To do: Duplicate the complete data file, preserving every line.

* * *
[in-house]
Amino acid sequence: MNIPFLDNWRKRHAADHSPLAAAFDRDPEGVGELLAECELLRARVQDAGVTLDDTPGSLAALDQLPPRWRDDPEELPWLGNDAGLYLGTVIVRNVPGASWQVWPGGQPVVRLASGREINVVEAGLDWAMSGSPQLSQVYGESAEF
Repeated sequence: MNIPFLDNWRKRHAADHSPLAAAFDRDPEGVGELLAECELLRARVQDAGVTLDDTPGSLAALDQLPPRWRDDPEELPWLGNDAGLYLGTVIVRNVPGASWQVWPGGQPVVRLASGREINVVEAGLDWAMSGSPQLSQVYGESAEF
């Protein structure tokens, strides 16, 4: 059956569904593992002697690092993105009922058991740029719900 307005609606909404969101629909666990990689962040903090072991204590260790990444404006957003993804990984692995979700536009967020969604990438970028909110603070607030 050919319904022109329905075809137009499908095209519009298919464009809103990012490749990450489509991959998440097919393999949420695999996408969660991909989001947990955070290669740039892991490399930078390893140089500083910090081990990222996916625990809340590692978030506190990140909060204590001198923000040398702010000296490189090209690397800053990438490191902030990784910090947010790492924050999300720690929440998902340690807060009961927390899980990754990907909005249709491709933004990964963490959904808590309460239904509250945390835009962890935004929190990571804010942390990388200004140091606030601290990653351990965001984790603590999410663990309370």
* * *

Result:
[in-house]
Amino acid sequence: MNIPFLDNWRKRHAADHSPLAAAFDRDPEGVGELLAECELLRARVQDAGVTLDDTPGSLAALDQLPPRWRDDPEELPWLGNDAGLYLGTVIVRNVPGASWQVWPGGQPVVRLASGREINVVEAGLDWAMSGSPQLSQVYGESAEF
Repeated sequence: MNIPFLDNWRKRHAADHSPLAAAFDRDPEGVGELLAECELLRARVQDAGVTLDDTPGSLAALDQLPPRWRDDPEELPWLGNDAGLYLGTVIVRNVPGASWQVWPGGQPVVRLASGREINVVEAGLDWAMSGSPQLSQVYGESAEF
């Protein structure tokens, strides 16, 4: 059956569904593992002697690092993105009922058991740029719900 307005609606909404969101629909666990990689962040903090072991204590260790990444404006957003993804990984692995979700536009967020969604990438970028909110603070607030 050919319904022109329905075809137009499908095209519009298919464009809103990012490749990450489509991959998440097919393999949420695999996408969660991909989001947990955070290669740039892991490399930078390893140089500083910090081990990222996916625990809340590692978030506190990140909060204590001198923000040398702010000296490189090209690397800053990438490191902030990784910090947010790492924050999300720690929440998902340690807060009961927390899980990754990907909005249709491709933004990964963490959904808590309460239904509250945390835009962890935004929190990571804010942390990388200004140091606030601290990653351990965001984790603590999410663990309370």